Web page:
Film: Train to Busan

Generally, I’m resistant to the zombie genre, but I’m glad I broke tradition to check out South Korean horror film Train to Busan (2016), which deepens its gory, action-filled suspense with nicely wrought sociopolitical themes. The adventure begins when selfish, work-obsessed fund manager Seok-woo (Gong Yoo) agrees to take his shy daughter Soo-an (Kim Su-an) from Seoul to Busan for her birthday, in order to visit her estranged mother. The train leaves the station, however, just as Seoul is descending into riots resulting from a mysterious zombie outbreak. Alas, one infected passenger starts a chain reaction of violence, death, and urgent struggles to survive. As the train hurtles south, the uninfected passengers take extreme measures to get away from the rampaging zombie hordes, forming alliances and factions in an effort to protect themselves and their loved ones. As the journey to Busan continues, Seok-woo finds his message of me-first self-reliance falling on the deaf ears of his empathetic daughter, which gradually inspires him to extend himself to his fellow survivors as they flee desperately toward safety.

Structurally, Train to Busan goes in the expected directions, and its surface action is wholly unsurprising: it introduces a train full of personalities, throws them into the ultimate survival scenario, then picks them off one by one as the situation grows ever more dire. At a glance, it’s basically 28 Days Later meets Snowpiercer, featuring a cast of characters that might well have been plucked out of an Irwin Allen disaster movie. But there’s a crucial extra level to Train to Busan: Seok-woo’s transformation from a selfish man to one willing to risk it all for others. Largely inspired by his daughter’s kindness and the derision of another passenger, the tough and heroic Sang-hwa (Ma Dong-seok, who is terrific and easily the film’s best character), Seok-woo finally responds, changes, and becomes more sympathetic. Really this is just Character Transformation 101, but it helps to illuminate the grander metaphor: a pointed, scathing repudiation of Randian selfishness. Again and again, self-interested choices lead to more and more conflicts, more victims, and more tragedies, and exponentially increases the spread of fear. The mindless zombie attacks may be repulsive, but they’re nearly rivaled by the infectious mob mentality of the less empathetic survivors, and the heartless striving of Yon-suk (Kim Eui-sung), a wealthy executive whose lack of concern for his fellow passengers is fittingly heartless.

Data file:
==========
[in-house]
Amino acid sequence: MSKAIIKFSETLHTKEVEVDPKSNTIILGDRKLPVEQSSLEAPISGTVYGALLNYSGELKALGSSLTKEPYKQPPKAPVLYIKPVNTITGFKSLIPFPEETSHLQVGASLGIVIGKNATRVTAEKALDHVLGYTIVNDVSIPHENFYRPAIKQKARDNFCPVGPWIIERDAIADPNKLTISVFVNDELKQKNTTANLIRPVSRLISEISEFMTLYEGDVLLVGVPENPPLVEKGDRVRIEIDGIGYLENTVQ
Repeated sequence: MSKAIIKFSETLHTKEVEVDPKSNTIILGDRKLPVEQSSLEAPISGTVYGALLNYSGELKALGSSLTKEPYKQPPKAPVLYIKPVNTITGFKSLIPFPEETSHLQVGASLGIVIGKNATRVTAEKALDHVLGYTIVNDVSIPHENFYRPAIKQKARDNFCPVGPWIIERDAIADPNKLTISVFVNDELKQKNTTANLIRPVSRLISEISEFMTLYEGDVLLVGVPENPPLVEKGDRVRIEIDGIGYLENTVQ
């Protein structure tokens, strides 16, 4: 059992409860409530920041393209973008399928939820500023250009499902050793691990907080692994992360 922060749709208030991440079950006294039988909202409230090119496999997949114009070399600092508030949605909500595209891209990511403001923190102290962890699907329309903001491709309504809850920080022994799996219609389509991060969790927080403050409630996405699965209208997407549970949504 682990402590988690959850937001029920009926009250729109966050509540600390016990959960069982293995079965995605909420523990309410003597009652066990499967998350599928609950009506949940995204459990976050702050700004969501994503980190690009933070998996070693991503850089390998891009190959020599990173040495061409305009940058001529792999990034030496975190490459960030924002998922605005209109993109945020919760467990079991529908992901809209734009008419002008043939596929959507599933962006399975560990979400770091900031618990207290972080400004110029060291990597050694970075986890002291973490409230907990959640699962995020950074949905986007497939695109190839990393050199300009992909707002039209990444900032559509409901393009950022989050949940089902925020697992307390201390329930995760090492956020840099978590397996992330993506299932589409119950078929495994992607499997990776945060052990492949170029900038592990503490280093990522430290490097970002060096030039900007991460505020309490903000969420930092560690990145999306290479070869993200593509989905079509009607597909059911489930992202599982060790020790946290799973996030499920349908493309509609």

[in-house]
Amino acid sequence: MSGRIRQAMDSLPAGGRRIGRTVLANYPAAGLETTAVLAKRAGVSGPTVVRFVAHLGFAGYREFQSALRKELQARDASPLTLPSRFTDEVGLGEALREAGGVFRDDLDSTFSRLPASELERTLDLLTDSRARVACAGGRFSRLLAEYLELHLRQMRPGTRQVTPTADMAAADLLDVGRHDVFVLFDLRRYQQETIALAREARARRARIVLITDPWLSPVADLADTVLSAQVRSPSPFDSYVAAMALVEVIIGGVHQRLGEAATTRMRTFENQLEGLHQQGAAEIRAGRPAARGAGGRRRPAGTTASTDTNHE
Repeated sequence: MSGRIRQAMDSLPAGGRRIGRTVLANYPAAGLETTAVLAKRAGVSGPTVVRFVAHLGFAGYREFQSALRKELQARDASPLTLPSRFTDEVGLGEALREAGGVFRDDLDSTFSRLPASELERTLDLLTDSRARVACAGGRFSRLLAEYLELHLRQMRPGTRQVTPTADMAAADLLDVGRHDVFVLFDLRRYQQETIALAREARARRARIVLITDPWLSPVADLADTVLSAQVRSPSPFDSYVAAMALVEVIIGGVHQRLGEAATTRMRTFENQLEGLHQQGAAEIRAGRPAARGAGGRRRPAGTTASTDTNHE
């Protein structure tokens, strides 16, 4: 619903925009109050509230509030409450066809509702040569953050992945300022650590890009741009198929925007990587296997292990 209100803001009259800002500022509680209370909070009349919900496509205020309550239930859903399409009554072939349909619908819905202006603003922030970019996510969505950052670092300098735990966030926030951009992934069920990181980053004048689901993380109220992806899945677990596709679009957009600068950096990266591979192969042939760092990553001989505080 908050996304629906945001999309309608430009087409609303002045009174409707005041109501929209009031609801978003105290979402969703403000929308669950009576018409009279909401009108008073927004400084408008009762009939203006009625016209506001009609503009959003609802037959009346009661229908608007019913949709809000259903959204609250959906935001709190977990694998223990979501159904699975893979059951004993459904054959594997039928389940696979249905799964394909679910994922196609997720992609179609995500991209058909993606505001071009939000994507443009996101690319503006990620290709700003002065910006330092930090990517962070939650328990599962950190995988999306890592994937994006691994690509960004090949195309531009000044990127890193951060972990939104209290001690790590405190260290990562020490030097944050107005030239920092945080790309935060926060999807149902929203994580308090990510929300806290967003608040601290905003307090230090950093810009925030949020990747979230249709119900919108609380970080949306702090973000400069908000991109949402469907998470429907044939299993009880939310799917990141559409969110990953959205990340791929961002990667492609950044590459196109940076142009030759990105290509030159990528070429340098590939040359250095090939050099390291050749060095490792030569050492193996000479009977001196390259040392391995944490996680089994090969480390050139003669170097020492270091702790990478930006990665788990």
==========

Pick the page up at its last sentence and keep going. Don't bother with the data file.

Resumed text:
For those uninterested in such themes, rest assured the film is chock full of terrifying zombies, shocking violence, riveting suspense, and non-stop action. Viewers seeking a surface-y horror thrill-ride can happily check their brains at the door. But for the rest of us, that added level of subtextual commentary makes it all the easier to get invested.

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